RICHMOND, Va. — A man accused of killing a dog found set on fire in a Virginia park has been arrested, WTKR reports.
20-year-old Jyahshua A. Hill was arrested without incident around 3 p.m. Monday by the U.S. Marshals Regional Fugitive Task Force.
The incident has sparked widespread outrage, touching the hearts of many. Investigators are crediting an outpouring of information and assistance from the public that helped them solve this crime.
“There are a lot of people to thank, but I’d like to single out all the citizens who contributed tips that pointed us in the right direction” said Interim Police Chief William C. Smith. “That, plus the excellent job done by arson investigators who did the bulk of the work, major crimes detectives, forensics technicians and animal control officers who all built a strong case to present to the grand jury.”
Hill was indicted by the Multi-jurisdictional Grand Jury on May 8 on one count of felony animal cruelty.
On Feb. 10, Richmond Fire Department units were called to Abner Clay Park, 200 West Clay Street, for a report of a dog being set on fire.
Firefighters found Tommie with severe burns to his body. He had been tied to a chain-link fence, doused with a flammable liquid and set on fire.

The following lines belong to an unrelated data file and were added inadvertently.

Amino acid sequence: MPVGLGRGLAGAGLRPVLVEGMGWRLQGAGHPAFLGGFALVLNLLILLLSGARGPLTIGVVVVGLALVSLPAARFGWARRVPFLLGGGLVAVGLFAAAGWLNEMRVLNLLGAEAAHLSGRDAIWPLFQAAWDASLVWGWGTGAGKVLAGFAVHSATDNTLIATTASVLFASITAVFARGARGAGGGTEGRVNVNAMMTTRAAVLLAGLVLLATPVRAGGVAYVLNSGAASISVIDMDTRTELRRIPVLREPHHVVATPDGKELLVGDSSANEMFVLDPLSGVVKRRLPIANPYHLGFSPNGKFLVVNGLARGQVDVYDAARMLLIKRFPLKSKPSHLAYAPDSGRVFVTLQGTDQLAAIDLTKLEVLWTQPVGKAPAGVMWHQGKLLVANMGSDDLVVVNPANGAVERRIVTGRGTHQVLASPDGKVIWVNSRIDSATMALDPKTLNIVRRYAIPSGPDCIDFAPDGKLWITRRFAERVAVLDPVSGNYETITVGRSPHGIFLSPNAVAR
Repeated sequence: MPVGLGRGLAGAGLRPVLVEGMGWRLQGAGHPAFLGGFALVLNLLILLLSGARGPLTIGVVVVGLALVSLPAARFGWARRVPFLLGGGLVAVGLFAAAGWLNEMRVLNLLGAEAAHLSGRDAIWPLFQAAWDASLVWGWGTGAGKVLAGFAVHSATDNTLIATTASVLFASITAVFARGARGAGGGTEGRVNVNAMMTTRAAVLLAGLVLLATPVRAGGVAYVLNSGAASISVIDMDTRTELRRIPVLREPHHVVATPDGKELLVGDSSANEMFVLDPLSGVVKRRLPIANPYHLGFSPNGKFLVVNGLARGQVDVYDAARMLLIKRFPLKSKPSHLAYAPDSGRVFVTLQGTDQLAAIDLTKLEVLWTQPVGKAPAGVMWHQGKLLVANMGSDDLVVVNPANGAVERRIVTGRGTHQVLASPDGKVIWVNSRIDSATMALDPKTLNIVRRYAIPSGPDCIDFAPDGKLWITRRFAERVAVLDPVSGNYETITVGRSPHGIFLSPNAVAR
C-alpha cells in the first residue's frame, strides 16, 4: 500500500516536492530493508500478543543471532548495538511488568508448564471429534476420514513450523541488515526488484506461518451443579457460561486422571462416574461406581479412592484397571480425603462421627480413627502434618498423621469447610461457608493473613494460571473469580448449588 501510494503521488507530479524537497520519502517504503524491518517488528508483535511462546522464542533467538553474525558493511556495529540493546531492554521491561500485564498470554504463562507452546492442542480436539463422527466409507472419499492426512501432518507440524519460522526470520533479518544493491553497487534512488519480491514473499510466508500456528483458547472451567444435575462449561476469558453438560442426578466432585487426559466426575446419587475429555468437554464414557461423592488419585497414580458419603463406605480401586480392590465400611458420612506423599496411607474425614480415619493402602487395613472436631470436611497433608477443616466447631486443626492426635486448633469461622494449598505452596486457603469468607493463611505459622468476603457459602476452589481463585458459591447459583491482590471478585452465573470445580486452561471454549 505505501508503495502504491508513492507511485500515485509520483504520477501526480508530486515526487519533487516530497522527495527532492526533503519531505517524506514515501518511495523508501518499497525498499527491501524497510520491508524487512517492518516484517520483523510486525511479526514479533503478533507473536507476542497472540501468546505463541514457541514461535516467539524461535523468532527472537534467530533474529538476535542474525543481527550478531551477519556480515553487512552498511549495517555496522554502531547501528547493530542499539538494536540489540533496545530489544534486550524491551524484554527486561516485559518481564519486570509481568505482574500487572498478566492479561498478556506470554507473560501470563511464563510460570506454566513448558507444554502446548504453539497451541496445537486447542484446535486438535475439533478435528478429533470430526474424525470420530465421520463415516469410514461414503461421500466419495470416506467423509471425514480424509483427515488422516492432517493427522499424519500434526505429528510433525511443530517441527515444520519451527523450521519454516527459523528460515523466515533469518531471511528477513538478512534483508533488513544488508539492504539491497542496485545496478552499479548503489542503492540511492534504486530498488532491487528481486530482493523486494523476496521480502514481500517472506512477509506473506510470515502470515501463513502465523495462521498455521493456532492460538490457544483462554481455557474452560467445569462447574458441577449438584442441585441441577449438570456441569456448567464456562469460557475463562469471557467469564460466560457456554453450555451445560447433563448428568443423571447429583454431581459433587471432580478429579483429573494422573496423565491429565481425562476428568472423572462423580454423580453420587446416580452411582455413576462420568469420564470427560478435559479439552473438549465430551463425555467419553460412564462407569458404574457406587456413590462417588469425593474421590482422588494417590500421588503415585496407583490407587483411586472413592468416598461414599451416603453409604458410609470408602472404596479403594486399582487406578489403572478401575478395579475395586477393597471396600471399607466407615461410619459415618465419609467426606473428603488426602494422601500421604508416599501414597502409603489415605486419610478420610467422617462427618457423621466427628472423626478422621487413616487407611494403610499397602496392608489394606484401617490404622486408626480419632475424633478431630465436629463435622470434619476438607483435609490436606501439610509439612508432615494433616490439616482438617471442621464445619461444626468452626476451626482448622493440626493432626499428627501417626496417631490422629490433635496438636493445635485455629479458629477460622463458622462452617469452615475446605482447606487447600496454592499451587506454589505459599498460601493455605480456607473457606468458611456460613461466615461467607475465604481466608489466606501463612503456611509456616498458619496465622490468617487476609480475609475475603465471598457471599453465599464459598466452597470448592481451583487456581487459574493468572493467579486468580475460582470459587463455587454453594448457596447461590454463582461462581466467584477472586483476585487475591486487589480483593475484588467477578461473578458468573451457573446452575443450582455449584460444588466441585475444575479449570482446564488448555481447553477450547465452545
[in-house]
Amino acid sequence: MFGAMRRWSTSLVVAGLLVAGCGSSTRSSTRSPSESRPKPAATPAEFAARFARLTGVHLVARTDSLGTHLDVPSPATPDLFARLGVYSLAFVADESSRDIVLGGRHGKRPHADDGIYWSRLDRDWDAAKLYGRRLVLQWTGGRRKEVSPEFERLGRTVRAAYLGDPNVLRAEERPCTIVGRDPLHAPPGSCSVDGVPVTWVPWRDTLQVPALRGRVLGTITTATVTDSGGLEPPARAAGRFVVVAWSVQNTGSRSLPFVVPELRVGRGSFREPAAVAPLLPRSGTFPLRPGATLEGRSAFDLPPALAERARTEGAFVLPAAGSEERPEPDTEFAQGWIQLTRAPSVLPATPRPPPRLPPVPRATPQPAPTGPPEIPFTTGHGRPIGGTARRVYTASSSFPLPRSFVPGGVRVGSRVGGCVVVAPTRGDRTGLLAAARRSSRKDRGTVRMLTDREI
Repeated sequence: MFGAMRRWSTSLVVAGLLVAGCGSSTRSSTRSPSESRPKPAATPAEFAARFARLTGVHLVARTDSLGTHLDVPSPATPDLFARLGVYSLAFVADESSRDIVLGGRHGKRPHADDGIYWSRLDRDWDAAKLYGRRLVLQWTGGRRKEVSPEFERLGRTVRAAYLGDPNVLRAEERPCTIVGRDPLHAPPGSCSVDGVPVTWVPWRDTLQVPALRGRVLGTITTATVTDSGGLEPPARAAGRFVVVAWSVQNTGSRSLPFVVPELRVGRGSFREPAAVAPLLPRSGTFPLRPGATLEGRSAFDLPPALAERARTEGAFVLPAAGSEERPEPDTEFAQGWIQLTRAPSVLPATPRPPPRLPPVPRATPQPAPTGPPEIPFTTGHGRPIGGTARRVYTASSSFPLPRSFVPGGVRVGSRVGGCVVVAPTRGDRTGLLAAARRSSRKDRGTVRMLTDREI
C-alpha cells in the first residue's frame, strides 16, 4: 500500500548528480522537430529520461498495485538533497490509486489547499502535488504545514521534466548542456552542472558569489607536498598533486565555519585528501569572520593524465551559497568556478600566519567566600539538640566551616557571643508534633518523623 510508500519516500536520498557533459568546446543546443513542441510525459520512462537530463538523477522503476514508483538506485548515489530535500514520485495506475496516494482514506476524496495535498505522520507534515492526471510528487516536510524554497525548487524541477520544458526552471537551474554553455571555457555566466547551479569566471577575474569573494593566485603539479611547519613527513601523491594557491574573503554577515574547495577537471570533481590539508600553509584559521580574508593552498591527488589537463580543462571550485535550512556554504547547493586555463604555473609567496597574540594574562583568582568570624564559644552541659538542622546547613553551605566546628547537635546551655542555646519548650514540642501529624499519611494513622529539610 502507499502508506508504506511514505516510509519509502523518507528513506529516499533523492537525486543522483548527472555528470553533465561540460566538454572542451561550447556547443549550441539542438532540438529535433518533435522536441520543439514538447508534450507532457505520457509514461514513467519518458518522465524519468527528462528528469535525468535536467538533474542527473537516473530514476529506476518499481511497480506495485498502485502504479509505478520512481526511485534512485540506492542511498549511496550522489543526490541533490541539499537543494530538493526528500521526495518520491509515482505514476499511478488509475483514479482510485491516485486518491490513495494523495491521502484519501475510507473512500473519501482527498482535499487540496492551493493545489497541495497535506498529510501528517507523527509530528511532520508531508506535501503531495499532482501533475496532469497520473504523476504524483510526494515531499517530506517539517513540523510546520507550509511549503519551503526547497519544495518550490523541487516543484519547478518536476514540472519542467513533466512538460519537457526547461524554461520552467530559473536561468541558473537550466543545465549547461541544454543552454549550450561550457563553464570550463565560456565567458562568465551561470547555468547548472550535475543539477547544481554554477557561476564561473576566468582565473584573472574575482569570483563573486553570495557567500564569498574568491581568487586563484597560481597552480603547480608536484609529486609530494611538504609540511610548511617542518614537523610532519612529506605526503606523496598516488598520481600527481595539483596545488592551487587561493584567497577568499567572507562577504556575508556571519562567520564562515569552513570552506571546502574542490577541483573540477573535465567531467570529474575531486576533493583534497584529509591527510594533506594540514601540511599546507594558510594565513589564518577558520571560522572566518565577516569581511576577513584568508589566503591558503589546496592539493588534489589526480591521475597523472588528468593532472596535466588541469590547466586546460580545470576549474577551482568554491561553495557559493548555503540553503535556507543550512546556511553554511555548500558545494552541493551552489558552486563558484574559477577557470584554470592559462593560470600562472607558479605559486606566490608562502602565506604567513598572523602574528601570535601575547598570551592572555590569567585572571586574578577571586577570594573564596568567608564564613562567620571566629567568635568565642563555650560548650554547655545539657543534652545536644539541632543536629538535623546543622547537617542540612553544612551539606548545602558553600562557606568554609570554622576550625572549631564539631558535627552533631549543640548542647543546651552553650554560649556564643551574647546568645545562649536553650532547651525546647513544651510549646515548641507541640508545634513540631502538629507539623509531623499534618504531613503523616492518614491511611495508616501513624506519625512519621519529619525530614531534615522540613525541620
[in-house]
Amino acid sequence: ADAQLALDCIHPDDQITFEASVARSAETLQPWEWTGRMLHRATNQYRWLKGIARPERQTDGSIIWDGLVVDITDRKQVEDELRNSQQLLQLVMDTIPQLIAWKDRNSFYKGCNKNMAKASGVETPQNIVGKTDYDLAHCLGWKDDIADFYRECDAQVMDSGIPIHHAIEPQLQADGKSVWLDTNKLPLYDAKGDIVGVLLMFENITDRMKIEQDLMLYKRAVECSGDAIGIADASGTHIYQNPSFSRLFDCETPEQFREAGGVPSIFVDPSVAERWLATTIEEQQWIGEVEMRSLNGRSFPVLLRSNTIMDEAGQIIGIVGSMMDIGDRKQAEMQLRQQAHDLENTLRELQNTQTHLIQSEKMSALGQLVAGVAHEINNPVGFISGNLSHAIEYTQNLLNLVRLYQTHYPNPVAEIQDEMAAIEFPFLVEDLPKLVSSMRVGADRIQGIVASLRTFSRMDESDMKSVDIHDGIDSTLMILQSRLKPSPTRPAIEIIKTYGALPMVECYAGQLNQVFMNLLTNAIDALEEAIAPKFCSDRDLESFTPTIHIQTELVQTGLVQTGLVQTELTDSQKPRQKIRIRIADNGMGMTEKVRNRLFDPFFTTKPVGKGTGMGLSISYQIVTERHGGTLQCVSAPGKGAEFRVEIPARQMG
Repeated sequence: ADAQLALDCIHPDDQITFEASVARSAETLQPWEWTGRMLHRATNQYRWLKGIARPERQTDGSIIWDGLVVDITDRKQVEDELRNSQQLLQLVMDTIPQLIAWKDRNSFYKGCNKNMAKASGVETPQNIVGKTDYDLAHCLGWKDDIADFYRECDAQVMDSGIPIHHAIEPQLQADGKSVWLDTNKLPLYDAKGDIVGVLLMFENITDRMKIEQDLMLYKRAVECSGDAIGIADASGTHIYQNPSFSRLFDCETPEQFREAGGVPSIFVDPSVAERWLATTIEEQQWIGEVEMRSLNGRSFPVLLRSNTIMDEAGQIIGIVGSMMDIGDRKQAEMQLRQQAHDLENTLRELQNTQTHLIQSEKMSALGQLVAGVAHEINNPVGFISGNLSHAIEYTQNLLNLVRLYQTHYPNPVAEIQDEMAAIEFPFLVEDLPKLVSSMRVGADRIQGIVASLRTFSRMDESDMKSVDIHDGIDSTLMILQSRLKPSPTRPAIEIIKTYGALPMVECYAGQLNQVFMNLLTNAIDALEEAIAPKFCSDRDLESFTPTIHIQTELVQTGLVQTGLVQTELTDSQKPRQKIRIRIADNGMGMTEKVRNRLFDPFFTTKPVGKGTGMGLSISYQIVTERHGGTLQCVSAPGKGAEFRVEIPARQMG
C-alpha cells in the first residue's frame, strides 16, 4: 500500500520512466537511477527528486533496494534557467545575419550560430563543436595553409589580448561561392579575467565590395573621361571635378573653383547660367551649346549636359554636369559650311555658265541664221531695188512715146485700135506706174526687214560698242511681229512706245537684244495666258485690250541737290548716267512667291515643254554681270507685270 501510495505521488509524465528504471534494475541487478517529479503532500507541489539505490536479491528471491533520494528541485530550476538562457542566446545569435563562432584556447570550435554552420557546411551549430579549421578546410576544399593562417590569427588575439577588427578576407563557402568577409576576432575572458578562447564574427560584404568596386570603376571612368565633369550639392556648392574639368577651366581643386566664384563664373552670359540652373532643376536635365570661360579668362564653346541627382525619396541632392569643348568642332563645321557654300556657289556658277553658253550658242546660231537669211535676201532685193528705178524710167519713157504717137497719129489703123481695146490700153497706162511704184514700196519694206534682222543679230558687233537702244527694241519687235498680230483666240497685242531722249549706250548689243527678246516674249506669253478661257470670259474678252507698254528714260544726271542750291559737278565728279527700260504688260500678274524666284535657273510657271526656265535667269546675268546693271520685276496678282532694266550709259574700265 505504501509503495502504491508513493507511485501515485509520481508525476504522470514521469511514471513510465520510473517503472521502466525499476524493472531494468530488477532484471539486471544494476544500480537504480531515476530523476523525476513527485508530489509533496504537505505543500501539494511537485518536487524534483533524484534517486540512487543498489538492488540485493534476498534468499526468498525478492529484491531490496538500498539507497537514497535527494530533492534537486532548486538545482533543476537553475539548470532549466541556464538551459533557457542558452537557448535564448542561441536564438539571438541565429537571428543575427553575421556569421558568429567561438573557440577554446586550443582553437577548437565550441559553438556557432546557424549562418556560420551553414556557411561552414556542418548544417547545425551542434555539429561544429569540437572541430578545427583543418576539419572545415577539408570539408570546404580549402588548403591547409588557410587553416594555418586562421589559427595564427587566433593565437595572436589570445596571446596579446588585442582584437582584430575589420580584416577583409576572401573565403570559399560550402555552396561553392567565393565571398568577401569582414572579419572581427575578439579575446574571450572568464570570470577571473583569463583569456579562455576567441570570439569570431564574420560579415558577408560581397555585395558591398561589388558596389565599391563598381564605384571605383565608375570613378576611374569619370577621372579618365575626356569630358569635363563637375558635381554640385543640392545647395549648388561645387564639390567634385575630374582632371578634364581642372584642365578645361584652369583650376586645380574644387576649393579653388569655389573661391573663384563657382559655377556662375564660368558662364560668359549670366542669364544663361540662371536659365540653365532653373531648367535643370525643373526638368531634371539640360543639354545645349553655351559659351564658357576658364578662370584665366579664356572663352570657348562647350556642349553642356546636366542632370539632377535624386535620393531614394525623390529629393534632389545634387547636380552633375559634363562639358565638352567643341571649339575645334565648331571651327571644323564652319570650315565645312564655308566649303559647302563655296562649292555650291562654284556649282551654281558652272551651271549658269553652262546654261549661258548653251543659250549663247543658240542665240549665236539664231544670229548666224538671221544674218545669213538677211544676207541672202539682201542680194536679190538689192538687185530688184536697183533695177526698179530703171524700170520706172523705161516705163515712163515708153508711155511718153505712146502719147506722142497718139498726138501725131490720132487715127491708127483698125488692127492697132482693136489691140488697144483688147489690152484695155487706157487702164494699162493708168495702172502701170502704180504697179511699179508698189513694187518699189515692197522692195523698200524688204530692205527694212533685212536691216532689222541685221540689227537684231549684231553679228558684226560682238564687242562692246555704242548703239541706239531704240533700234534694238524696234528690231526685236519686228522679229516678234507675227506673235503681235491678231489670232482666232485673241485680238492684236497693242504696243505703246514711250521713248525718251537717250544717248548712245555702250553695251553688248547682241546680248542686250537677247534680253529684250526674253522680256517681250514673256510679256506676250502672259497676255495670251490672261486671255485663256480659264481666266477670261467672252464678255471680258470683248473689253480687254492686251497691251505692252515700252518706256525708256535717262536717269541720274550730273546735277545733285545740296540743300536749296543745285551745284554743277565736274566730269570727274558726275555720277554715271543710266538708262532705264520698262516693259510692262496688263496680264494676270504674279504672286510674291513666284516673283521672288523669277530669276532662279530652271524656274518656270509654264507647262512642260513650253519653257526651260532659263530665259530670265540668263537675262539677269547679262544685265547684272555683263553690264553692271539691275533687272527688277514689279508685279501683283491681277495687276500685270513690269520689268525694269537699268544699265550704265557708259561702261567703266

Tommie suffered burns on 40 percent of his body after he was doused in an accelerant and set on fire in a Richmond park. Despite round-the-clock care, he died five days after rescue.
If the dog had survived the attack, under previous law the person responsible could have faced only a Class 1 misdemeanor charge punishable by up to 12 months in jail and a fine up to $2,500. That’s why the crowd following Tommie’s story turned its attention to SB 1604, introduced by Sen. Bill DeSteph, R-Virginia Beach. The bill would increase the penalty for animal abuse from a misdemeanor to a Class 6 felony, which can draw up to five years in prison.
Five days after Tommie’s death, the House passed the bill unanimously. It cleared the Senate unanimously on February 15.
The Commonwealth’s Attorney’s Office has assigned two attorneys to the case; one has expertise in arson and the other in animal cruelty prosecutions.